Which US congressional districts had the most homebuilders in 2015?
Construction employment has steadily increased since 2011 to reach 9.6 million workers in 2015, of which 3.8 million were in the residential sector, according to a new study by the National Association of Home Builders. The figure, which includes self-employed workers, is below the most recent peak of 11 million workers on construction payrolls.
In its study, the NAHB explored residential construction employment nationally through the lens of the country’s 435 congressional districts, as each district represents roughly the same number of people (711,000). It found that the average congressional district has nearly 8,650 residents employed in residential construction.
- Montana, which represents a single at-large congressional district and has approximately 1 million constituents, has 21,500 individuals in residential construction, followed by Florida’s 27th district, which has 18,780 homebuilder residents. Districts in Florida, California, Arizona, Texas and Colorado rounded out the top 10.
The NAHB figures add further weight to recent reports identifying increases in construction employment. Recent Bureau of Labor Statistics data show the construction industry adding a net 19,000 jobs in November to a total of 6.7 million, the highest since November 2008. Of that total, the residential sector netted 19,600 payroll positions.
Although the figures show the industry adding jobs, on the whole, homebuilders still hold concerns over a dearth of available skilled labor. That could be exacerbated as a pickup in business activity in residential construction is expected to continue into 2017.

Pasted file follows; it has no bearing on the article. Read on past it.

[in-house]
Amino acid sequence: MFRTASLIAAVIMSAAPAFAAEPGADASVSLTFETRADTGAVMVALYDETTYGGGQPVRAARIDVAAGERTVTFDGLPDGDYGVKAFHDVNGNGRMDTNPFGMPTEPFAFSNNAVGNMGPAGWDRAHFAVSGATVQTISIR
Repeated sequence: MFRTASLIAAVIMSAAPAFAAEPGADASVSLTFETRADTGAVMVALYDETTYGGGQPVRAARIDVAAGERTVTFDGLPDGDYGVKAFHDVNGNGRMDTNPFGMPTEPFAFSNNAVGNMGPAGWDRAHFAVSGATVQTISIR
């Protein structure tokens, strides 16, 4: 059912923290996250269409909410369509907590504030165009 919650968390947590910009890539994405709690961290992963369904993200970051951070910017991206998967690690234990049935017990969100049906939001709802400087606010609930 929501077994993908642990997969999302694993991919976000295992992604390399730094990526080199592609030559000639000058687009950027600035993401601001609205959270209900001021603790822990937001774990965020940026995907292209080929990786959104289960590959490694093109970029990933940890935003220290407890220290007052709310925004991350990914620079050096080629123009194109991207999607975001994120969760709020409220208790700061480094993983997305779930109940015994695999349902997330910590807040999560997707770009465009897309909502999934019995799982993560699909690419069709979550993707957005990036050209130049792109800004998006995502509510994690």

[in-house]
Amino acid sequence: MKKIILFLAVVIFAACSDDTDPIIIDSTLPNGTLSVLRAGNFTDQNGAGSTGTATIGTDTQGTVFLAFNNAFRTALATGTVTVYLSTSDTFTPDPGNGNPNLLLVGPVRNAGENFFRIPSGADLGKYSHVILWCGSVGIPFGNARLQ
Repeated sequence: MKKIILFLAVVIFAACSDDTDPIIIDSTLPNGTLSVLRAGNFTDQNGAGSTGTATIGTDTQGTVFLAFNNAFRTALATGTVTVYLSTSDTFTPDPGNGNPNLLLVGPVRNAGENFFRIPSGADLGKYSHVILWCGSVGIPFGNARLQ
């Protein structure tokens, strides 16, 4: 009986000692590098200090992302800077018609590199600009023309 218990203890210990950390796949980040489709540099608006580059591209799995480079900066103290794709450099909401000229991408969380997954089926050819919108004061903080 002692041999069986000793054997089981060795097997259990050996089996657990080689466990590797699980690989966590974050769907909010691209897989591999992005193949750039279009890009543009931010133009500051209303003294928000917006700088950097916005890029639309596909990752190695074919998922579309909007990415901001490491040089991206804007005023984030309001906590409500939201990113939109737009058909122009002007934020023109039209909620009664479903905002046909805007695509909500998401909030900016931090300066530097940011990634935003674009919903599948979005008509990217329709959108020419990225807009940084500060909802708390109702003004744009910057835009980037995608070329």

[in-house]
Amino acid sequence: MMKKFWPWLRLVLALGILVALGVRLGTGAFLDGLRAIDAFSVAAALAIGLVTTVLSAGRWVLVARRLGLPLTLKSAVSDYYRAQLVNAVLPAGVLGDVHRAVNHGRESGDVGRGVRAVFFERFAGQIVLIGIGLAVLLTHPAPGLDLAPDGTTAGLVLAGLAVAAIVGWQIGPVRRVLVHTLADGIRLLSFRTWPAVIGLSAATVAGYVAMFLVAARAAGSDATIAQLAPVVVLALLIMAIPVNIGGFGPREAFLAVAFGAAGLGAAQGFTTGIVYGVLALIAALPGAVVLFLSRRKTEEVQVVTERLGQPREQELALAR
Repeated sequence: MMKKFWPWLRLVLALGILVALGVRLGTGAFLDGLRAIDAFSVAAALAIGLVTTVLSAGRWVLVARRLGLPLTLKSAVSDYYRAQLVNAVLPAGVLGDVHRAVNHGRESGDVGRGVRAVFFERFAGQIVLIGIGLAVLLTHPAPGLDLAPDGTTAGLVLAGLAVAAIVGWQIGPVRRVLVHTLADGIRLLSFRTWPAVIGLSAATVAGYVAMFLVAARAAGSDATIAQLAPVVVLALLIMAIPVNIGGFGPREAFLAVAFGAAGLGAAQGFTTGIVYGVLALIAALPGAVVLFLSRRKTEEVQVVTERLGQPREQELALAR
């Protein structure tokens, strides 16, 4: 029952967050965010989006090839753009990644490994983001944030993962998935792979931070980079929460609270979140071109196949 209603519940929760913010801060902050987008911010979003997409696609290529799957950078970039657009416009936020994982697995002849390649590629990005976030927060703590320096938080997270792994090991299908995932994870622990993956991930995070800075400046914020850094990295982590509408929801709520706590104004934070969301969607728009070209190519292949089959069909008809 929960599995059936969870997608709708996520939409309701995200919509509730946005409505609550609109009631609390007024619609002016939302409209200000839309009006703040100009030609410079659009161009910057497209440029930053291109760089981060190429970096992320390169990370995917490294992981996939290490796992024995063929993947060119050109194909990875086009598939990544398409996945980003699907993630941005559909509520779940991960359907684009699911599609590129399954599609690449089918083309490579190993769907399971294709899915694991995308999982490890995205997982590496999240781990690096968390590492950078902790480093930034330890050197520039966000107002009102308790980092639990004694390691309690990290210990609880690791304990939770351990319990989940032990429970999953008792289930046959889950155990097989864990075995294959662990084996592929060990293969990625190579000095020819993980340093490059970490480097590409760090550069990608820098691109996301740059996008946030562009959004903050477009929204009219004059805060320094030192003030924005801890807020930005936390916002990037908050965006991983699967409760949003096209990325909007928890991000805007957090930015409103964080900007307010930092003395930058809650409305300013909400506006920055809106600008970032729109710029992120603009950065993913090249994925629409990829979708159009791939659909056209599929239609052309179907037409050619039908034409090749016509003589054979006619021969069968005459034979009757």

Earlier this year, the NAHB reported that single-family builders were having a tougher time finding skilled labor and subcontractors than they were in 2015.
The regions of the country that the NAHB called out as having congressional districts with a large number of residential construction workers were some of the same areas called out by industry economists in a webinar last month as experiencing significant declines in available labor. Montana, Wyoming, Kansas and North Dakota were among the states posting construction employment declines from September 2015 to September 2016. The economists noted that skilled labor was even hard to find in more active markets like Colorado, Florida and Texas.
With the industry struggling to attract new recruits, experts are now looking to various initiatives to bridge the gap, including better marketing, immigration reform and a renewed investment in technical training.
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